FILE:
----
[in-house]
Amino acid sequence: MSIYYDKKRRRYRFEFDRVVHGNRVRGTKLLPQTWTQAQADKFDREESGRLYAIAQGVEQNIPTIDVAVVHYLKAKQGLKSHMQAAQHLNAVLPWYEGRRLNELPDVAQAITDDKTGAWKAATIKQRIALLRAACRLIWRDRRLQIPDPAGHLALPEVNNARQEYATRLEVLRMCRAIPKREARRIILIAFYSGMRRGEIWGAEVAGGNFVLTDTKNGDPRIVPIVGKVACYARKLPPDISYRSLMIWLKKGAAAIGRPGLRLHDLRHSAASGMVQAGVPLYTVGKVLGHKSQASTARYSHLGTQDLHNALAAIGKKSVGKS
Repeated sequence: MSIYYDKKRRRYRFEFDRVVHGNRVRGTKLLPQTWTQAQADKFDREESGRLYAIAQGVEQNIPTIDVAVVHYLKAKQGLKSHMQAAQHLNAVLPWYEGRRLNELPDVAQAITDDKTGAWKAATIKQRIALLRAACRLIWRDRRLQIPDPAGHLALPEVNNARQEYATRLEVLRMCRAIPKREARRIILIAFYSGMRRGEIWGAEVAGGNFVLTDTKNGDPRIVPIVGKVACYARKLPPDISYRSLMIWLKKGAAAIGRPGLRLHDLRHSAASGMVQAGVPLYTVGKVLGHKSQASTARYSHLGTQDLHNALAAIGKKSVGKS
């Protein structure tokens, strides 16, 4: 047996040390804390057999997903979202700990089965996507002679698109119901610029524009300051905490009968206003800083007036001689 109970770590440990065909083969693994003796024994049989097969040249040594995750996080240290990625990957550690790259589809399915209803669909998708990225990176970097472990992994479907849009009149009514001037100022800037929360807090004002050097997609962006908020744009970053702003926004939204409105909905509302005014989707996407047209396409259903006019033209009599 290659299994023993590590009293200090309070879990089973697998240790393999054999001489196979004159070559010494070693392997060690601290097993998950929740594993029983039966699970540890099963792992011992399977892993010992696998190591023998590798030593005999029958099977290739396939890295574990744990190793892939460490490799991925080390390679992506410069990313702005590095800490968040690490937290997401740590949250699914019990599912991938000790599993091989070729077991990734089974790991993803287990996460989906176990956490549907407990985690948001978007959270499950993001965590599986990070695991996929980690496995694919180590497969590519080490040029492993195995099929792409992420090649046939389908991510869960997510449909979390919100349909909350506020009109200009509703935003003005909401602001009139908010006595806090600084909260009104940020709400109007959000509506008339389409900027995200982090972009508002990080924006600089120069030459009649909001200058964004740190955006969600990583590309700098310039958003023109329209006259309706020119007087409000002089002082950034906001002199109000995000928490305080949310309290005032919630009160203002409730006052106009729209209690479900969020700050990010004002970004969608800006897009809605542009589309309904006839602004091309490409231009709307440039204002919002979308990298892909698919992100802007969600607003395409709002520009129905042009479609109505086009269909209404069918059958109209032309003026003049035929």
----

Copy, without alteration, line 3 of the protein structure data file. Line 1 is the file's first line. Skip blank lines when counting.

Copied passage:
Repeated sequence: MSIYYDKKRRRYRFEFDRVVHGNRVRGTKLLPQTWTQAQADKFDREESGRLYAIAQGVEQNIPTIDVAVVHYLKAKQGLKSHMQAAQHLNAVLPWYEGRRLNELPDVAQAITDDKTGAWKAATIKQRIALLRAACRLIWRDRRLQIPDPAGHLALPEVNNARQEYATRLEVLRMCRAIPKREARRIILIAFYSGMRRGEIWGAEVAGGNFVLTDTKNGDPRIVPIVGKVACYARKLPPDISYRSLMIWLKKGAAAIGRPGLRLHDLRHSAASGMVQAGVPLYTVGKVLGHKSQASTARYSHLGTQDLHNALAAIGKKSVGKS